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The lessons I learnt in 2020

It’s New Year’s Eve, and I had planned to be all ready for 2021. My social thoroughly planned out, launch dates confirmed, and forecasting completed. But, it’s not, and one of the things this year has taught me is that it’s ok and that I really needed the last two weeks to rest, reflect and spend some time with my loved ones. 

We can’t always plan and be ready for everything life throws our way and sometimes trying to plan when you’re not in the right headspace can be counterproductive. 

Rewind to January 2020

This year kicked off with the launch of my website!  It was an exciting time; I’d mapped out the year and planned to expand my group workshops into other areas in Sussex as well as working in house with businesses to help them use Social Media to grow.  Working online was something I had done in the past, but as someone who loves working face to face, it certainly wasn’t a massive part of my plan. When I look back to January, I recalled l that someone actually contacted me to ask if this is something I would do! 

January and February were super exciting. The business was growing, and I was lucky enough to meet some fantastic l people via my group training, networking events, and co-working.

At the time COVID was starting to be reported on the news. But to be honest, it wasn’t something I worried about, nor did I think about how it might impact my business. 

On Friday 13th March, I ran a fully booked workshop ‘How to Build a Social Media Strategy.’ The group consisted of 2 x retailers, a hair salon owner, a counsellor, a coach, a photographer, a charity founder and a reflexologist (all of whom were to weeks later find their businesses closed).

They were a great group, but the atmosphere was sombre, and there was a definite tension in the room. It was all becoming quite worrying, and there were whispers of school closures. I started to make plans to move my upcoming workshops online.

The following week my husband, Ben, became quite ill and we decided to remove our children from school and nursery and to stay at home! I don’t think either of us knew that they wouldn’t be returning. 

Lockdown Begins

The day after we went into Lockdown I couldn’t sleep, I woke up early and set up a Facebook Group and I wrote: I wrote an email about what to say on social media during the CoronaVirus pandemic, my tips were:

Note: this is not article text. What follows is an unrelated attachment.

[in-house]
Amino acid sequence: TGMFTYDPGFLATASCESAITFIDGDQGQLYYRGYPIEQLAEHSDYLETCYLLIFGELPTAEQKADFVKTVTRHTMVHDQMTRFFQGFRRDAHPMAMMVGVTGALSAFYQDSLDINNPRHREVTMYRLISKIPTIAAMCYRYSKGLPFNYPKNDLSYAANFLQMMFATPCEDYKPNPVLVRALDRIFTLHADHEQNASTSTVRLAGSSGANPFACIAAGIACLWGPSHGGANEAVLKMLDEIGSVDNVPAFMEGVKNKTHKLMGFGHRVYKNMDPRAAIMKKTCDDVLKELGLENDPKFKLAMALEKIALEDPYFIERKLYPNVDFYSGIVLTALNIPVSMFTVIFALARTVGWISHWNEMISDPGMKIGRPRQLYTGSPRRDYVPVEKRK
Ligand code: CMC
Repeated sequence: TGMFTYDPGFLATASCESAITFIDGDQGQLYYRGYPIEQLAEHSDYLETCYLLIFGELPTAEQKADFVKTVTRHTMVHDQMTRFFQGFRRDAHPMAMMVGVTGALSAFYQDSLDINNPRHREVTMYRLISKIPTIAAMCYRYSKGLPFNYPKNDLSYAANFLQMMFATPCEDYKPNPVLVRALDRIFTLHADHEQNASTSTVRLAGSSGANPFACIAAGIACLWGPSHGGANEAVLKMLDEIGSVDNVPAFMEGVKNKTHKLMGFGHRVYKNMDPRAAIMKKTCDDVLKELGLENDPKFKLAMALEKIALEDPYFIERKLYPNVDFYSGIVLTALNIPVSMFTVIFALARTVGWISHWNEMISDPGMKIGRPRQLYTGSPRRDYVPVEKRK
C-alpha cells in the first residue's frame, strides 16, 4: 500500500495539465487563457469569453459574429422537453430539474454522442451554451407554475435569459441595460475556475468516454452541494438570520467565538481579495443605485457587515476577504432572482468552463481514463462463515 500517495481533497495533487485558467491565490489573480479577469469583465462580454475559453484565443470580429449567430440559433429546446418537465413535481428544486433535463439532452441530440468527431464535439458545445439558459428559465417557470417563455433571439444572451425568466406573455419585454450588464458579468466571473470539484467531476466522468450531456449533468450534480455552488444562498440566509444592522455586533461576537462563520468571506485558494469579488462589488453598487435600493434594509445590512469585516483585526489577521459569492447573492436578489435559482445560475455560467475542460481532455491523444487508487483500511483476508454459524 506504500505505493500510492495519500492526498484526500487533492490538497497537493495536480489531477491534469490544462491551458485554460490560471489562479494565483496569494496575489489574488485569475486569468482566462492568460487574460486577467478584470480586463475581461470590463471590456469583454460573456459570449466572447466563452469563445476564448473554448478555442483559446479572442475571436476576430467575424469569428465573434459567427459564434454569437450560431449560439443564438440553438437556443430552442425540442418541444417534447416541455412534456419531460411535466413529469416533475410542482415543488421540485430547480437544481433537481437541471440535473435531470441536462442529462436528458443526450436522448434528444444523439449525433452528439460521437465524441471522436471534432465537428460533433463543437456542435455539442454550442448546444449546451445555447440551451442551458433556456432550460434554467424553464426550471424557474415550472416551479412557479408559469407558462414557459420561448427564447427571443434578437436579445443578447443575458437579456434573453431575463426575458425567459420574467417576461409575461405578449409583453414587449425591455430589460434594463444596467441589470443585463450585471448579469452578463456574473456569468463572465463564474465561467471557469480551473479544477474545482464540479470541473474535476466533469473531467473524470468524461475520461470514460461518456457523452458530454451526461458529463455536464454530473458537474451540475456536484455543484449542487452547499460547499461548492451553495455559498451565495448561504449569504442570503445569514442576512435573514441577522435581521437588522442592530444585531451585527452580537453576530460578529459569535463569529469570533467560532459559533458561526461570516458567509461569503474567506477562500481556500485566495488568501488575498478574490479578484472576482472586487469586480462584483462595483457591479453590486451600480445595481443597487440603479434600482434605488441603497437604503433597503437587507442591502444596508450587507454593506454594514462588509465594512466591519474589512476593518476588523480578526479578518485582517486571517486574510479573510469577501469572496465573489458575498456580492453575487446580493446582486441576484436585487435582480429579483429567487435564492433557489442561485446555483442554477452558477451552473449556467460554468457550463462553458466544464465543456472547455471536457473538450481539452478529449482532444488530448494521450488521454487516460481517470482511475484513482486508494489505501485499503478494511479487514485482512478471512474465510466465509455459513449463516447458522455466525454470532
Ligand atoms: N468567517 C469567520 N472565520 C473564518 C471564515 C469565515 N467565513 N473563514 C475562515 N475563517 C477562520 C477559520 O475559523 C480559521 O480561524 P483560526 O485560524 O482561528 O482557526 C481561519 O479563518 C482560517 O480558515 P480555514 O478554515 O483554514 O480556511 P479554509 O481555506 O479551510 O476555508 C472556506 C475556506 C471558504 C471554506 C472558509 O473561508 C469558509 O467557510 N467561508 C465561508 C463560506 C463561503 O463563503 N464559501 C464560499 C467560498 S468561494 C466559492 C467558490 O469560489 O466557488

1. Stay Visible
  2. Adapt your content
  3. Educate and suggest activities
  4. Go live and be informative.
  5. Consider paid ads

Crucially it didn’t differ that much from my usual advice, (but I knew so many people were worried about promoting their products and services).  This is still the advice I still give and have followed ever since, albeit with the addition of including a break when it all gets too much and as I sit here at my kitchen table (a place I have spent more hours than I can even think about this year!) I reflect on what 2020 has taught me. 

The ten lessons I learnt: from 2020

  1. You can’t plan for everything: Yes, its great to have a plan and set goals, but they need to be moveable, slightly flexible and about the process as much as the outcome. As Ralph Waldo Emerson says: ‘life is a journey, not a destination.’ Although I will advocate that you can’t review how far you have come if you had no plan in the first place!
  2. It’s ok to say no: No to the work you don’t want to do, no to that person who keeps asking for a discount. No doesn’t make you a nasty person, and it doesn’t necessarily offend anyone. What it does is stop you from going insane, as well as leaving you more time to do the work and things you love.
  3. Procrastination is a choice: It also steals your time and your headspace. It is essential to think things through and learn from our mistakes.  But I think for most small business owners 2020 has meant we have had no choice but to embrace the things we were putting off. If I had, I probably wouldn’t have started my Facebook Group, launched my online course: Unlock your Social Media Confidence or changed my website and branding after six months.